The dual nature of the martian crust: Young lavas and old clastic materials

Joshua L. Bandfield, Christopher S. Edwards, David R. Montgomery, Brittany D. Brand

Research output: Contribution to journalArticlepeer-review

54 Scopus citations


Visible and thermal infrared spacecraft datasets are used to gain insight into the nature of the surface materials and upper martian crust, revealing a distinct transition in the physical properties of martian crustal materials that occurred during the Hesperian era. Contrary to a prevailing view of the martian crust as primarily composed of lava flows, we find that most older regions of Mars have morphological and thermophysical properties consistent with poorly consolidated fine-particulate materials that may have a volcaniclastic origin. By contrast, younger surfaces contain blocky materials and thermophysical properties consistent with effusive lava flows. Explosive volcanism is likely to have been dominant on early Mars and these findings have implications for the evolution of the volatile content of the crust and mantle and subsequent development of the surface morphology. This dual nature of the crust appears to be a defining characteristic of martian history.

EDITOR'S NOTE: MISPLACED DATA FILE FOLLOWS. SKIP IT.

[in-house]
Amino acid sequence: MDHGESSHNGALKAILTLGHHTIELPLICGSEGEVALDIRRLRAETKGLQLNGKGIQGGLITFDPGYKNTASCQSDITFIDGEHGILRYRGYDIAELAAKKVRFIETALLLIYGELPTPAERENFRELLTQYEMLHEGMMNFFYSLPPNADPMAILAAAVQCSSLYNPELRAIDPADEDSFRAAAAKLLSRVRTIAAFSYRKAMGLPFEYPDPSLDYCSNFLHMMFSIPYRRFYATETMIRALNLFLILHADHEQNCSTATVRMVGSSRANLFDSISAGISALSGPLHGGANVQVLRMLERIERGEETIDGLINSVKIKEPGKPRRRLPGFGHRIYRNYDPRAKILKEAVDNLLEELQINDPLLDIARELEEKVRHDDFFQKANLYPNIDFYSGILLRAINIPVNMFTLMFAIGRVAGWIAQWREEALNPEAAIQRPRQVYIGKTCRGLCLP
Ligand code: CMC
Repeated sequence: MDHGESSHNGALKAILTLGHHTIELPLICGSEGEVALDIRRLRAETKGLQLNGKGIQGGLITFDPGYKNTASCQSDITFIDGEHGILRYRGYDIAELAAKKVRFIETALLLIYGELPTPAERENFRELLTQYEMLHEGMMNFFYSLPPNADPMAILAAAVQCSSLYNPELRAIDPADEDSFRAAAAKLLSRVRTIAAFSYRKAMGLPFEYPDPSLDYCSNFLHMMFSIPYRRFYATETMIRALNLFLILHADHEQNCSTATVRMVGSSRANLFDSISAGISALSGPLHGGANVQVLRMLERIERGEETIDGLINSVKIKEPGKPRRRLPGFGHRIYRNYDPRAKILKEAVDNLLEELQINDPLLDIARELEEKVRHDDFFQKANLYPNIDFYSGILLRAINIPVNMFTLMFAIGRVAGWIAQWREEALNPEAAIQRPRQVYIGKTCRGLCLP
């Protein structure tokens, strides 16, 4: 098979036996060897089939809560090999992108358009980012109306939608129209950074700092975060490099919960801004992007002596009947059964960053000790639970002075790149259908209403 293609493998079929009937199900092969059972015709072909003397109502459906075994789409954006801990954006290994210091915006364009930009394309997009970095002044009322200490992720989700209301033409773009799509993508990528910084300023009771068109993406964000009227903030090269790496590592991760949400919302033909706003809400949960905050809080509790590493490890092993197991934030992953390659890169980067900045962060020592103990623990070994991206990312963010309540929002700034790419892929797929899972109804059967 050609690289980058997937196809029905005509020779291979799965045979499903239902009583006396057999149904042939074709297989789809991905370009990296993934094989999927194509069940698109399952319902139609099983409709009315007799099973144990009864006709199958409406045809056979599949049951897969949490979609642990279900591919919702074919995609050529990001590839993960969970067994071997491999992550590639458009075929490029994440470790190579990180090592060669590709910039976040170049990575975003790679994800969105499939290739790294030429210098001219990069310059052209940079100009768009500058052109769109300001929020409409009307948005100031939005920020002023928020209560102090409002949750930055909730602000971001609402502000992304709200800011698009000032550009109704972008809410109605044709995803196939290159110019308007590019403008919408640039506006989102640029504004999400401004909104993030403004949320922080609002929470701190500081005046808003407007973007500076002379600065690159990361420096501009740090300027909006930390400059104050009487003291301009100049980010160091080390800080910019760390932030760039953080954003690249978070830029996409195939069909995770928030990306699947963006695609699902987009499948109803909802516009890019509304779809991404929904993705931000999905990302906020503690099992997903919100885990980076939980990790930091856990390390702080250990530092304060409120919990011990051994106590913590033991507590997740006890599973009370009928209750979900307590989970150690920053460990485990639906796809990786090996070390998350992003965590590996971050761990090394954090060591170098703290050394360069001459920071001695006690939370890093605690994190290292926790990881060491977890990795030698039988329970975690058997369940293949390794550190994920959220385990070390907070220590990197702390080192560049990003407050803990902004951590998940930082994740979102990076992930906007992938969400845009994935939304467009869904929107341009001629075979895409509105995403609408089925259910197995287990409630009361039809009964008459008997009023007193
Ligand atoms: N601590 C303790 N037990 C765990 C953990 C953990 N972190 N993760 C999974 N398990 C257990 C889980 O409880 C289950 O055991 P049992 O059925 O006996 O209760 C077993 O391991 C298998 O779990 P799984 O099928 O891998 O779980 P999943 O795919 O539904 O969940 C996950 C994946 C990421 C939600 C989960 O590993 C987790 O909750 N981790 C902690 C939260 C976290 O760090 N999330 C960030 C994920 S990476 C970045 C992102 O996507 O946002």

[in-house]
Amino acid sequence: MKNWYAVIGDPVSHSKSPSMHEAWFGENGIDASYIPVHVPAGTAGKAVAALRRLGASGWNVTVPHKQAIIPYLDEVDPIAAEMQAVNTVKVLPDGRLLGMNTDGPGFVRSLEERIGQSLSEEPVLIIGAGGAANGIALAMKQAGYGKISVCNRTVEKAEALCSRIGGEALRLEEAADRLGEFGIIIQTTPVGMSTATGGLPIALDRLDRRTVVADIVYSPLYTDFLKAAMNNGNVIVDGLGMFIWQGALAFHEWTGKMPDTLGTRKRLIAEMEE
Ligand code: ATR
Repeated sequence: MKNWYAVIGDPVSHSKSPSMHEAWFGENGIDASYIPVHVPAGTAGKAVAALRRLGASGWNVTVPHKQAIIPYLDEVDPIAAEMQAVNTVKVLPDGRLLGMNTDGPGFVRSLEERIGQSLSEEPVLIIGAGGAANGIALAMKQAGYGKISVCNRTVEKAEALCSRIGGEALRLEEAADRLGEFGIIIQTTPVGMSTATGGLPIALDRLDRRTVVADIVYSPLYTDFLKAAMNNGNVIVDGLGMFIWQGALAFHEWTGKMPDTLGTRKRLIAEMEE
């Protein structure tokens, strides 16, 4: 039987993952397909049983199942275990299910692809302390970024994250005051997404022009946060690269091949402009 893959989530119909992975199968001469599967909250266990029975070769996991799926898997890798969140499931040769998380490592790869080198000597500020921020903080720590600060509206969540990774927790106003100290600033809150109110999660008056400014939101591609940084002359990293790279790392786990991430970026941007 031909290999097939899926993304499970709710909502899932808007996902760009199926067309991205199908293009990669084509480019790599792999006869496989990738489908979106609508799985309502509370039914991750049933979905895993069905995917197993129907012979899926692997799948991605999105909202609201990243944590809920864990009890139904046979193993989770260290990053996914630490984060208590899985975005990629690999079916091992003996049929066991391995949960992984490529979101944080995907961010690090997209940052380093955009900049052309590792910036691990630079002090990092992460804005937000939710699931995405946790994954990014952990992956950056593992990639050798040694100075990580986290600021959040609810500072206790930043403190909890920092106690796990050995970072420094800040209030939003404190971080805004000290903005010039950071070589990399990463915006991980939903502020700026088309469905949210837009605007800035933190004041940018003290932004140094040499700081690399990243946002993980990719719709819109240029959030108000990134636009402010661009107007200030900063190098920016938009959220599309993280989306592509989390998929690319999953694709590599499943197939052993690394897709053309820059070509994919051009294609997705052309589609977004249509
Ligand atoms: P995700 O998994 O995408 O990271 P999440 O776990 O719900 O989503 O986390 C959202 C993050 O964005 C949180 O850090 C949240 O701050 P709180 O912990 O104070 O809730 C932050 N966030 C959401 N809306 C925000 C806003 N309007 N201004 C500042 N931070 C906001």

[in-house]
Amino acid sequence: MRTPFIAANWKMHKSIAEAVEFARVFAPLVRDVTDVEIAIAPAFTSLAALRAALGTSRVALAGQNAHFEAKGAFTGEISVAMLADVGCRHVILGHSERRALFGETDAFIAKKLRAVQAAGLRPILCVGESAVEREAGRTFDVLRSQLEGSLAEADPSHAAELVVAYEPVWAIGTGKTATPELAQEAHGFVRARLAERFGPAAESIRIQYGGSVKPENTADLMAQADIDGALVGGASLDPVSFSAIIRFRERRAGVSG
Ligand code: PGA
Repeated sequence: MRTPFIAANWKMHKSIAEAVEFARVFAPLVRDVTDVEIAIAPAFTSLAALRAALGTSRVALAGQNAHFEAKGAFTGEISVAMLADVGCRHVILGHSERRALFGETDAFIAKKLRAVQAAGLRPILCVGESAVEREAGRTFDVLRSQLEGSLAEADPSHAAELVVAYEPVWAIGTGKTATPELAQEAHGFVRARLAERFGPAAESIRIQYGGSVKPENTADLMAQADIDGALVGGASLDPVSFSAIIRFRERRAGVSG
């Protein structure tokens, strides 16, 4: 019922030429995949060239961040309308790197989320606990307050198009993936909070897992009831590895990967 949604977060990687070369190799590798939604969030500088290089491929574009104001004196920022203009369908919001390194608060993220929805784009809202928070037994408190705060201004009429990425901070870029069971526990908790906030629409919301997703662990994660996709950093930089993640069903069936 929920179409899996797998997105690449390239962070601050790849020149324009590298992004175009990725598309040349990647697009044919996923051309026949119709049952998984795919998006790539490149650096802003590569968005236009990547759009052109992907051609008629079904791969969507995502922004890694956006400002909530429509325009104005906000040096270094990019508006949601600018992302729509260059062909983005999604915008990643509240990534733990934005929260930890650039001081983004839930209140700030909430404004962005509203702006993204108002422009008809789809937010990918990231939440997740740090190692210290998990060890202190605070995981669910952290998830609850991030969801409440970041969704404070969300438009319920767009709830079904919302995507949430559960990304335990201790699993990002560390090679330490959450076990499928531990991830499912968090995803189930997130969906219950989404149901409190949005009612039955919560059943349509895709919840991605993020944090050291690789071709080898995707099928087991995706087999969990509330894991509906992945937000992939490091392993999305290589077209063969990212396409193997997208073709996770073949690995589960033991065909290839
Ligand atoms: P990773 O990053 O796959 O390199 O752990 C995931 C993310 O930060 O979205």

Original languageEnglish (US)
Pages (from-to)188-199
Number of pages12
Issue number1
StatePublished - Jan 2013
Externally publishedYes


  • Geological processes
  • Infrared observations
  • Mars, Surface
  • Regoliths
  • Terrestrial planets

ASJC Scopus subject areas

  • Astronomy and Astrophysics
  • Space and Planetary Science


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